The Problem of Europe’s Hard Power Deficit

By Andrew Noakes

As European warplanes took to the skies of Libya in March and French commandos swept confidently through the streets of Abidjan in April, one could easily have been forgiven for imagining that Europe may be starting to adopt a more assertive global military role. However, the former UK Defence Secretary’s recent admission that NATO operations in Libya would have been “impossible” without the assistance of the US tells the real story of Europe’s ongoing hard power deficit. 

It should not be a surprising admission. European militaries lack much of the sophisticated hardware that the US used to devastating effect in Libya – the B-2 bombers, the AC-130 gunships, the A-10 tank-busters. Other assets that Europe does share with the US, like cruise missiles and aerial drones, are in comparatively short supply. According to the former Defence Secretary of the UK, , Europe is so woefully underequipped that it is a “necessity” to keep the US “in Europe” as a military power for the purpose of maintaining the continent’s security.

The problem is that hard power matters. EU Commission President, José Manuel Barroso, has already declared that the EU is a global empire, but it is not possible, as he appears to think it is, to take a soft power route to super-power status. This is not to say that development aid and other soft power tools are unimportant; in fact, they should be at the forefront of European foreign policy. But they are, by themselves, insufficient to provide Europe with the sort of power that it needs in order to thrive as an independent actor on the international stage. To do so, Europe must be able to influence the international security agenda, and it cannot do so from a position of military weakness and dependence.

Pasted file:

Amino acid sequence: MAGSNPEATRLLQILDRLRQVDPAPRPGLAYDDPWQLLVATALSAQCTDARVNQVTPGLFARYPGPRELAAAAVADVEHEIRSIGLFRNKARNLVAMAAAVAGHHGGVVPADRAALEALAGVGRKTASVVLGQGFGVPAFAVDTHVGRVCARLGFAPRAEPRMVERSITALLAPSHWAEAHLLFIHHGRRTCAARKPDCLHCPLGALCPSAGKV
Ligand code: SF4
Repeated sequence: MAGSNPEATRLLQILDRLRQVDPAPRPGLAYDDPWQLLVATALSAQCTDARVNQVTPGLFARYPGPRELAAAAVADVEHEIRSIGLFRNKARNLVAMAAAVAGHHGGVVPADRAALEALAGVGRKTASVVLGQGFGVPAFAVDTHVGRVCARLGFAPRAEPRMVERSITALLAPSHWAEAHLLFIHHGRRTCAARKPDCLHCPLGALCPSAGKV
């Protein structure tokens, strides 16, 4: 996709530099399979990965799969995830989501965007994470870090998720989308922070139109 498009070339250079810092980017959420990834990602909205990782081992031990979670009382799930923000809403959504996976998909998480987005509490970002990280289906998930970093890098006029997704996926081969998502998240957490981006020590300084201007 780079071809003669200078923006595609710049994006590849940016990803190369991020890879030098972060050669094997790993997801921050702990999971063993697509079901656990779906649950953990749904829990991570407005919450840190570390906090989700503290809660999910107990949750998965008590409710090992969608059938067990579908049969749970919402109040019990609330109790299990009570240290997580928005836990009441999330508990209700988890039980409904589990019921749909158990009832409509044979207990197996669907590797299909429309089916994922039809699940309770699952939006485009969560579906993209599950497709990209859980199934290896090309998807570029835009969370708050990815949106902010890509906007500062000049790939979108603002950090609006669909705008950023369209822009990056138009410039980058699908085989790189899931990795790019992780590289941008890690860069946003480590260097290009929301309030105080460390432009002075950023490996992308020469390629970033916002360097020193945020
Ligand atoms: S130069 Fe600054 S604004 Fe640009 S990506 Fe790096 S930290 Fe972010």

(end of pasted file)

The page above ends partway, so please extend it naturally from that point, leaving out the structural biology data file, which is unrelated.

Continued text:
The events surrounding the NATO intervention in Libya prove this particular point. For all their audacity and intensity, Nicolas Sarkozy and David Cameron’s much-hailed diplomatic manoeuvrings in the leadup to the UN authorisation of military action lacked a certain amount of credibility until the US got onboard. This was for two reasons: firstly, America, unlike Europe, had the military assets required for a comprehensive intervention, and thus the idea of such an operation was only credible if it was American-led; secondly, America’s possession of these assets gave it the diplomatic authority that was needed to successfully persuade members of the UN Security Council to support and allow the intervention.

As this example shows, Europe’s hard power deficit renders it incapable of conducting major military operations independently, but it also undermines Europe’s effectiveness in the diplomatic arena. Diplomatic power is, of course, contingent on other types of power, particularly of the military and economic varieties. While Europe has plenty of the latter, being collectively the largest economy in the world, it does not possess nearly enough of the former. The consequence is clear and damaging: Europe is not taken seriously on the international stage. That is why Cameron and Sarkozy would never have been able to secure the passage of the UN resolution on Libya by themselves; and that is why, in the security sphere, Europe is perpetually unable to direct international action or shape the agenda on issues ranging from the Arab-Israeli conflict to the  war in Afghanistan.